If you believe in marketing, then Thoroughnessan inspirational air battle epic set during the Korean War, would love to be seen as Top gun: Corsair.
Throw away the IMAX range, explosive scores, and flying boy swagger, however, and all that’s left is an empty shell of the bland, beaten-up war movies that make Jonathan Majors effectively fend for himself with his poignant lead role of the first black pilot in Navy history.
Strict standards issue.
Location: Toronto International Film Festival (Special Presentation)
Release date: Friday, November 23 (Sony)
Cast: Jonathan Majors, Glen Powell, Christina Jackson, Thomas Sadoski, Joe Jonas
Manager: JD Dillard
Writer: Jake Crane, Jonathan AH Stewart
Rated PG-13, 2 hours 18 minutes
Based on the book of the same name by Adam Makos, which describes the friendship between the Major’s Jesse Brown and his wingman, Tom Hudner (played by Glen Powell), the story has been directed by JD Dillard (who is himself) son of the second African-American member of the United States Navy’s Blue Angels squadron) with a lot of respect but not enough dramatic depth.
Five years have passed since the end of World War II, and this being 1950, Ensign Brown’s presence in the US Navy’s basic flight training program went completely unnoticed; he repeatedly found himself denying both critical and inadvertently racist remarks from his fellow officers. When he first meets Hudner, a straight-arrow rookie, Brown proceeds to form a respectful long-term friendship if wary of graduating Annapolis.
A man who claimed he had never encountered a plane he could not land, Brown began to doubt his claim when he first climbed aboard a Vought F4U Corsair, the plane This dog has earned the ominous nickname of “The Widow Maker” in part due to its long nose. visibility is obscured and tends to bounce uncontrollably upon landing. But Brown and Hudner soon learned how to tame the gull-winged plane and were assigned to the 32nd Fighter Squadron aboard the USS Leyte before the outbreak of the Korean War.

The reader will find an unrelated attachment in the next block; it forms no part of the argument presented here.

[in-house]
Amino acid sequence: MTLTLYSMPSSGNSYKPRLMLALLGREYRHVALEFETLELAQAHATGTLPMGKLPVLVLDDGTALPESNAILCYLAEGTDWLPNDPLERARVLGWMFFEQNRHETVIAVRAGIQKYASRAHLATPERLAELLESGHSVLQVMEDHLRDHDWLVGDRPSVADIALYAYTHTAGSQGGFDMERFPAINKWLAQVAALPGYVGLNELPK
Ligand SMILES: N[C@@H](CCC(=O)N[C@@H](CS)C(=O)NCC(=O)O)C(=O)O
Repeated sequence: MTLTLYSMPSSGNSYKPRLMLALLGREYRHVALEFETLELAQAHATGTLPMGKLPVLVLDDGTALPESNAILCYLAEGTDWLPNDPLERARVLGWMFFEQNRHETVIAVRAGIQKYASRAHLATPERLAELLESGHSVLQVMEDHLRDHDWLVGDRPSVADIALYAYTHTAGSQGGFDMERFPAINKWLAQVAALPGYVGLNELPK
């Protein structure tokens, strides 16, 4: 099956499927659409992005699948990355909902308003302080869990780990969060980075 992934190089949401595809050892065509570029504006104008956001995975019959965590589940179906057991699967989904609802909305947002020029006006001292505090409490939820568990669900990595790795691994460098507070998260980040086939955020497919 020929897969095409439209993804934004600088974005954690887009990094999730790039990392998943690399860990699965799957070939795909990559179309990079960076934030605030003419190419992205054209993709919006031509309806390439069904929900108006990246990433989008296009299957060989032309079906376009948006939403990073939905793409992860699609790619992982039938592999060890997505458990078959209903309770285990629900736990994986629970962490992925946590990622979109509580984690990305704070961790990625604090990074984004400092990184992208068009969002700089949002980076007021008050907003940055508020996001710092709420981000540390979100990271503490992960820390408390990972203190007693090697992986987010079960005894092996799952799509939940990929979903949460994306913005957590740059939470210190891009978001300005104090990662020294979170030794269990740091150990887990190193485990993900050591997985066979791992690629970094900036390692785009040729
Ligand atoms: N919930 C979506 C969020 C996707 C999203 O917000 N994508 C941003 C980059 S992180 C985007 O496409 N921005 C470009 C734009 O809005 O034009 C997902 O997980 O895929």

In adapting the novel Makos, screenwriters Jake Crane and Jonathan AH Stewart seemed content to do away with conventional war pictures with dramatic dialogue that had all the character of a guidebook. . Meanwhile, director Dillard favors sustained dramatic pauses that cause significant tension or motivation. Even a scene from a Cannes vacation, when running into Elizabeth Taylor (Serinda Swan) on the beach, leading to an invitation to party with her at a casino, ends up feeling lifeless and needy. lengthen.
Despite significant obstacles in his way, Major, whose recent credits include Lovecraft Country and The harder it is for them to fallinvests a lot of emotional trust in his character – whether he’s frolicking at home with his devoted wife, Daisy (Christina Jackson), or reflecting on his image in the mirror, pain painfully recounting all the hurtful / racist things that were ever aimed at him .
Powell, who also appeared in Top Gun: Maverickdoesn’t offer much to work with – compares to his character being a virtual con man who has little backstory, and only really finds a purpose when he has to go save his injured mate. me.
In the absence of more complete character development, their fellow flyers, including those played by Joe Jonas and Nick Hargrove, have even less of a chance to make an impression.
Fortunately, cinematographer Erik Messerschmidt (Mank) manages to liven things up with IMAX-worthy aerial images, which really don’t require Chanda Dancy’s over-tuned musical cues to exert the slightest provocation, right even without Lady Gaga in the soundtrack.